March Madness? Indiana State, 3 20-win Big East teams among those snubbed on Selection Sunday

The only time Indiana State won more games was when Larry Bird was part of a national runner-up team in 1979. The Sycamores won’t even get a chance to play in the NCAA Tournament this time.

Even with 28 wins and goggle-wearing big man Robbie Avila among a lineup with all five starters averaging double-figure scoring, the Sycamores were snubbed Sunday by the NCAA selection committee. Three 20-win teams from the Big East Conference — Providence, Seton Hall and St. John’s — were also left out of the 68-team field.

The selection committee said Oklahoma, Seton Hall, Indiana State and Pittsburgh were the first four teams left out.

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Committee chairman Charles McClelland, commissioner of the Southwestern Athletic Conference, said five bids were stolen during the conference tournaments by unexpected champions. He said one of those was going to go to Indiana State, which lost to Drake in the Missouri Valley Conference Tournament to land squarely back on the bubble.

“Under normal circumstances with those additional bids, they would have been in ... but when you start splitting hairs you have to look at something, you have to find something and that’s ultimately why they were not in the field,” McClelland said.

While the Big 12 got a conference-record eight teams in the field, Oklahoma (20-12) got left out even though it didn’t lose outside Quad 1 games. The SEC-bound Sooners did lose nine of their last 14 games after a 15-3 start.

“I am devastated for these young men who were left out of the NCAA Tournament, despite having a resume and metrics worthy of being in the field,” Oklahoma coach Porter Moser said in a statement. “At a later time, I will have more to say about our body of work and the selection process.”

The Sooners declined an invitation to play in in the National Invitation Tournament, with St. John’s and Pittsburgh also saying they would not participate.

Indiana State (28-6) will be in the NIT as a No. 1 seed. The Sycamores are among the nation’s high-scoring teams at 84.4 points a game, bolstered by their school-record 373 made 3-pointers.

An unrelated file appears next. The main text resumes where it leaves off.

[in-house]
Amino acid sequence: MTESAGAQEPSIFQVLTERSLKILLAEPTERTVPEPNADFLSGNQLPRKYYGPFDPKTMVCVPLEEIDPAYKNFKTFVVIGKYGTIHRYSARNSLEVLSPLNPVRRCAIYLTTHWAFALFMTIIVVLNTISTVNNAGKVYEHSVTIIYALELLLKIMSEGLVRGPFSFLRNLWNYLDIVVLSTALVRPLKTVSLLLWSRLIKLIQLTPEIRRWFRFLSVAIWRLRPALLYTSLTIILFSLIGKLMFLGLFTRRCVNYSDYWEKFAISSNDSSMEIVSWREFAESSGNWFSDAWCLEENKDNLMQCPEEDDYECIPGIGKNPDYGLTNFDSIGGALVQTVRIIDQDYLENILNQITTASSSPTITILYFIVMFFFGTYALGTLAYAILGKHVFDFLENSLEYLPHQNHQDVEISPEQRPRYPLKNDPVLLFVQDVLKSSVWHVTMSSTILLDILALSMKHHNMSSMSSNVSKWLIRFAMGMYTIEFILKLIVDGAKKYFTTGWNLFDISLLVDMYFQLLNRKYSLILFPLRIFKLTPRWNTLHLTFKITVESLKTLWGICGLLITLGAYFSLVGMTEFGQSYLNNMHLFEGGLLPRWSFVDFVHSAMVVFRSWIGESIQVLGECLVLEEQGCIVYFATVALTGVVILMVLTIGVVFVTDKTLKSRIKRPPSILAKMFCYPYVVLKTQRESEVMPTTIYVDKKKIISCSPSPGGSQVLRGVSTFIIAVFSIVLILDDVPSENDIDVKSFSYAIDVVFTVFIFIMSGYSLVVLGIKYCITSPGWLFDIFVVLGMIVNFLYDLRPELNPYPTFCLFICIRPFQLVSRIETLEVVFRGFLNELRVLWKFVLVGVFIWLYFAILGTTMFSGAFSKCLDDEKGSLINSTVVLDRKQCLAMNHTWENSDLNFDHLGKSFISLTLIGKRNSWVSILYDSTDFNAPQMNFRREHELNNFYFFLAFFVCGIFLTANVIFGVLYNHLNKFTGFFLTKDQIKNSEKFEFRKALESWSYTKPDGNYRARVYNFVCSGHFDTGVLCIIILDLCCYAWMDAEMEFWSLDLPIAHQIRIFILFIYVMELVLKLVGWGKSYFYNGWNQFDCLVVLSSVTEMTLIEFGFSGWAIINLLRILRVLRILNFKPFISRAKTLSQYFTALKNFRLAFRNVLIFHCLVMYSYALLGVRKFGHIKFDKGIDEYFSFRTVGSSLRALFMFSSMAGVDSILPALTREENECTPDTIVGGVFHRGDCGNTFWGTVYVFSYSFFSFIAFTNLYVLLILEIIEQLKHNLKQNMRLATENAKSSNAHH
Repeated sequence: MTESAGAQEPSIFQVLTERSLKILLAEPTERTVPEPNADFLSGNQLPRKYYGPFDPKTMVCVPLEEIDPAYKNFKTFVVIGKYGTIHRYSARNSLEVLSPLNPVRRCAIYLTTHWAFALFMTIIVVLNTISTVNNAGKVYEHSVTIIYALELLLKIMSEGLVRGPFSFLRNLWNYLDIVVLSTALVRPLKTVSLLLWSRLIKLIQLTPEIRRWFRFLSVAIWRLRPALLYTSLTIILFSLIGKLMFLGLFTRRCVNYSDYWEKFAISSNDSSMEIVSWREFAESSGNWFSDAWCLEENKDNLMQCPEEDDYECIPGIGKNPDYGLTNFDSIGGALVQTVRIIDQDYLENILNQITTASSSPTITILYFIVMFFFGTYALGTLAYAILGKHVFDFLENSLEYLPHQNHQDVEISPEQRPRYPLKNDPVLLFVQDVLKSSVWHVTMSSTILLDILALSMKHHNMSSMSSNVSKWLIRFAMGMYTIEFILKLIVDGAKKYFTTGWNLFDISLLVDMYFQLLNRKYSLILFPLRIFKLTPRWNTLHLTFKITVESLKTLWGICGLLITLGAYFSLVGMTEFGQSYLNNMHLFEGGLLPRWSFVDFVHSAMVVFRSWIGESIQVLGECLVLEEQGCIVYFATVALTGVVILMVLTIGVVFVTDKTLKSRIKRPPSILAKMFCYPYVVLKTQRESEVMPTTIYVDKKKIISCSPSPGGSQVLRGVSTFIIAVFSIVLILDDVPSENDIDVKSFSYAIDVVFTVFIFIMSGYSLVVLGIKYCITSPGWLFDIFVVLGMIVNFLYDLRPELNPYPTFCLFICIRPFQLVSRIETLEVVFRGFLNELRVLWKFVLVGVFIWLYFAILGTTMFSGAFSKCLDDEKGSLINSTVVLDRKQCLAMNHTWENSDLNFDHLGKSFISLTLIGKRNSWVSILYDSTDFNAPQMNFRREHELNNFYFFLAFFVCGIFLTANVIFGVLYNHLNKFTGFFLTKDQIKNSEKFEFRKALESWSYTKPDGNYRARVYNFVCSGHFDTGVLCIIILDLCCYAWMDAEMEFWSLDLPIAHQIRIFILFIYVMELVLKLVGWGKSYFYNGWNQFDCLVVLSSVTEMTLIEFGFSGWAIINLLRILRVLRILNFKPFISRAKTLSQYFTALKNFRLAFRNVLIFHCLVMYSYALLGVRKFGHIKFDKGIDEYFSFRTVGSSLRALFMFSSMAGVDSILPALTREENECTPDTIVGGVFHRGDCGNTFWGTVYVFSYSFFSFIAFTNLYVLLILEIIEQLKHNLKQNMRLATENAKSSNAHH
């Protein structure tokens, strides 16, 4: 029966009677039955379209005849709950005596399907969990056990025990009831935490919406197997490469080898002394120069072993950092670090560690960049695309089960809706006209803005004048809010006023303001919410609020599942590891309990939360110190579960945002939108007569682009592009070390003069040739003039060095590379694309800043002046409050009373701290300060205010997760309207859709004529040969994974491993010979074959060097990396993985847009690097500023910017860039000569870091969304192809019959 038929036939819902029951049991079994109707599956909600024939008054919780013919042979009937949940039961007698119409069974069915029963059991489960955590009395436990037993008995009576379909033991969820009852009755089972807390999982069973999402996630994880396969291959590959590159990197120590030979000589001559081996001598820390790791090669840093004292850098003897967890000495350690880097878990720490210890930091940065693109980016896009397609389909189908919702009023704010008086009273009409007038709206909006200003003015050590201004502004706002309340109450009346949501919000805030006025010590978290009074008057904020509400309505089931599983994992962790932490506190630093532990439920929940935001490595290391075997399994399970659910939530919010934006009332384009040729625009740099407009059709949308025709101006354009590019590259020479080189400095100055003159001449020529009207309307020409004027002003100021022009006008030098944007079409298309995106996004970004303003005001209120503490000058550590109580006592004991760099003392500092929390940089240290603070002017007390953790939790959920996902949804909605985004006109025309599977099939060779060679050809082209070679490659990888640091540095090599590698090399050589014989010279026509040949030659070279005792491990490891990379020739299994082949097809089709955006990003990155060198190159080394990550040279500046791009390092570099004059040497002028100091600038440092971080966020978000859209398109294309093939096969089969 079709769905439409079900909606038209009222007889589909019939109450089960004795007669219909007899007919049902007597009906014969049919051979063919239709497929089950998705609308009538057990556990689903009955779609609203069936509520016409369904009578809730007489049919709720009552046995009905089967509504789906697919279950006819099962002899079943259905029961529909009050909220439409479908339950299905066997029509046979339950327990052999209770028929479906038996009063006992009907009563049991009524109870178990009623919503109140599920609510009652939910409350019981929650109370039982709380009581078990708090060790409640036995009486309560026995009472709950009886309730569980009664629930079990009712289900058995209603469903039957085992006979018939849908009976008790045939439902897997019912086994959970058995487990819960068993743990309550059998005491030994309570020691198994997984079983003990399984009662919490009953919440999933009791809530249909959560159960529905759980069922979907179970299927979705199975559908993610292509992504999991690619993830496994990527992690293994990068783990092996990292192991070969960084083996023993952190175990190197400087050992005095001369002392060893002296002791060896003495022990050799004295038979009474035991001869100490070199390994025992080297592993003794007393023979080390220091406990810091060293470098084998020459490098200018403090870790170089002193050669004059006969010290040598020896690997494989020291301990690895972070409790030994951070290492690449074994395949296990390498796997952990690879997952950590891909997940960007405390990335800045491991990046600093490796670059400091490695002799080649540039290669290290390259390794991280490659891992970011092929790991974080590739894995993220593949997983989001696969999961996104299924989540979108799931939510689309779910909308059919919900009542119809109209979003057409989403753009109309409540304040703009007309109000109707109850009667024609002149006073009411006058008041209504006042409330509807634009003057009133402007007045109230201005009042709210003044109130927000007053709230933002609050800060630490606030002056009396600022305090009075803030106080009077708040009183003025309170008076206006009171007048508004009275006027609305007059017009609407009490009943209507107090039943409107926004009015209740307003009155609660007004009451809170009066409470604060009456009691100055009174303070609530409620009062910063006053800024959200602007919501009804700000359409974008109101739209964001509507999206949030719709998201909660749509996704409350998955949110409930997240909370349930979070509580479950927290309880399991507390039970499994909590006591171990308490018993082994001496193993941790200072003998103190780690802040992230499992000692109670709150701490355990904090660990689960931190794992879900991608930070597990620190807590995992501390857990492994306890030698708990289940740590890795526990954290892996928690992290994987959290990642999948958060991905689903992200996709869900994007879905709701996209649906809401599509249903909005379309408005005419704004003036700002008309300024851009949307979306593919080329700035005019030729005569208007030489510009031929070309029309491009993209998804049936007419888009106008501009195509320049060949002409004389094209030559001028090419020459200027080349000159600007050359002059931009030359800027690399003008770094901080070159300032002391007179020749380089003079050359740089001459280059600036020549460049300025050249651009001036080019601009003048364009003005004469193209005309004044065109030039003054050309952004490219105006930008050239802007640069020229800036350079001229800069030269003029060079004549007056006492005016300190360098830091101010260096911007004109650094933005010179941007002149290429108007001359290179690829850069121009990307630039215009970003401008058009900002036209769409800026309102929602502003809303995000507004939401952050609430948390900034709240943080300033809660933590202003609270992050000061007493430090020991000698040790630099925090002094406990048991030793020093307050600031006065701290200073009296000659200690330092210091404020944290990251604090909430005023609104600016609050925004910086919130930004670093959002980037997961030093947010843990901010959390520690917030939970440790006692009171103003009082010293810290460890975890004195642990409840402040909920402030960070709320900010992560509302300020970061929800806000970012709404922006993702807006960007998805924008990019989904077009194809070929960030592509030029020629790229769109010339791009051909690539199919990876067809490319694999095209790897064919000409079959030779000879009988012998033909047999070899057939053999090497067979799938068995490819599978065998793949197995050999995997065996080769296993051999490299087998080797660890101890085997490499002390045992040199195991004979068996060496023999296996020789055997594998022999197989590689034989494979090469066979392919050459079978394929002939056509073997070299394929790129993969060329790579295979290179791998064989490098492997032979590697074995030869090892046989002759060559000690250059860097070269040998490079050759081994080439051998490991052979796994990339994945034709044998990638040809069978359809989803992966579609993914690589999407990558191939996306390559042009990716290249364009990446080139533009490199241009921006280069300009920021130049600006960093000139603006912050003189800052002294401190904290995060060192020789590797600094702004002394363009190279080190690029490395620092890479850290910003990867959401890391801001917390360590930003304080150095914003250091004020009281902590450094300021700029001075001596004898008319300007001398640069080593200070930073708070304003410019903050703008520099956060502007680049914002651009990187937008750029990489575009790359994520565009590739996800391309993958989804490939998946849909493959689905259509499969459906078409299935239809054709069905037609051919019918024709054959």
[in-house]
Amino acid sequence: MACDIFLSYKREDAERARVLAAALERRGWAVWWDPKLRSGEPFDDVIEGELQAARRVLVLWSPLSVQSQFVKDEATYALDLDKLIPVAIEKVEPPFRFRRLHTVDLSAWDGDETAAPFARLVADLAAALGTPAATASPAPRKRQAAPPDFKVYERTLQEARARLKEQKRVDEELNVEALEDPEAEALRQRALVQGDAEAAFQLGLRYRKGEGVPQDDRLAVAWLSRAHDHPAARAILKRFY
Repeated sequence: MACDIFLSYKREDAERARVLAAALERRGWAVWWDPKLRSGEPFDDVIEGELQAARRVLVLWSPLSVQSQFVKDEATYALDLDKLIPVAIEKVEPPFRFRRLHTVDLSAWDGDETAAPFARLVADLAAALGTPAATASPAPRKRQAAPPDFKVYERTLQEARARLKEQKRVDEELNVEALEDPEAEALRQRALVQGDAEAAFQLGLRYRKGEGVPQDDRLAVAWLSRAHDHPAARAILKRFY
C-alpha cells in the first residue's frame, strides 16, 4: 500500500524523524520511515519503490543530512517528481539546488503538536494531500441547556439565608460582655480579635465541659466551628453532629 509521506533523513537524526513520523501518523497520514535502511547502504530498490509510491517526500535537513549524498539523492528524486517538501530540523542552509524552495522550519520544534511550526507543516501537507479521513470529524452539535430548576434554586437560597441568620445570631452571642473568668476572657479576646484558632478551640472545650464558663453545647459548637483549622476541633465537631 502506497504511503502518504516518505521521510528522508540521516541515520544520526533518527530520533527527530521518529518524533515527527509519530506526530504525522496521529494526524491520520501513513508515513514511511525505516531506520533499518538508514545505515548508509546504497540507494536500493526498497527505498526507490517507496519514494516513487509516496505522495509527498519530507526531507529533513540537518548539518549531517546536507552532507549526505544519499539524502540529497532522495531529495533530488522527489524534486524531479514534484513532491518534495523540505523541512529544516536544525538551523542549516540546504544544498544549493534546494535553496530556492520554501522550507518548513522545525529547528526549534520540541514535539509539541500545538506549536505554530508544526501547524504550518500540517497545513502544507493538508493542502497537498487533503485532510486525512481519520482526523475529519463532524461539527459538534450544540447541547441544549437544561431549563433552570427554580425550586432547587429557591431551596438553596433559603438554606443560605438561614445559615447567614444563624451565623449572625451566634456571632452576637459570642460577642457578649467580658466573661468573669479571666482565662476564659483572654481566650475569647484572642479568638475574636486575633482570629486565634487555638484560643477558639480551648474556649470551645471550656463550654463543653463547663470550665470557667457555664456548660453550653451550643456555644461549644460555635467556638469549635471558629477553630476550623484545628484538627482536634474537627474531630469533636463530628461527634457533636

Sycamores coach Josh Schertz said he felt like the MVC was trending as a league that would get multiple NCAA bids, and thought his team did enough based on its NET ranking of 28.

“So it’s beyond disappointing,” Schertz said. “We’ve got to get up tomorrow and get ready for what’s next.”

Pittsburgh (22-11) won 12 of its last 16 games, a stretch that began with a win at Duke. The early losses by the Panthers included one at home to Missouri, which went 0-18 in Southeastern Conference play.

“I am incredibly proud of the performance, development, and fight of our team,” Pittsburgh coach Jeff Capel said in a statement. “We ultimately fell short of our goal of reaching the NCAA tournament, despite ranking favorably in the computers, performing well in conference play with a fourth-place finish and an ACC tournament semifinal appearance, and playing our best basketball over the last eight weeks of the season.”

Had St. John’s gotten in, it would have been the sixth school coach Rick Pitino had taken to the NCAA Tournament. The Red Storm won’t even play in the NIT.

“After thorough consideration of all that goes into postseason participation, we believe at this time it is best for our team and basketball program to prepare for next season,” Pitino said.

While the Big East had three 20-win teams snubbed, the conference’s three selections are very high seeds. Defending national champion UConn is the top overall seed, while Marquette is a 2-seed and Creighton a 3-seed.

“To me, the whole thing is kind of shell game,” said UConn coach Danny Hurley, whose defending national champions are the No. 1 seed in the East Region. “In the end, it just comes down to what the committee values.”


AP Sports Writer Stephen Hawkins contributed.


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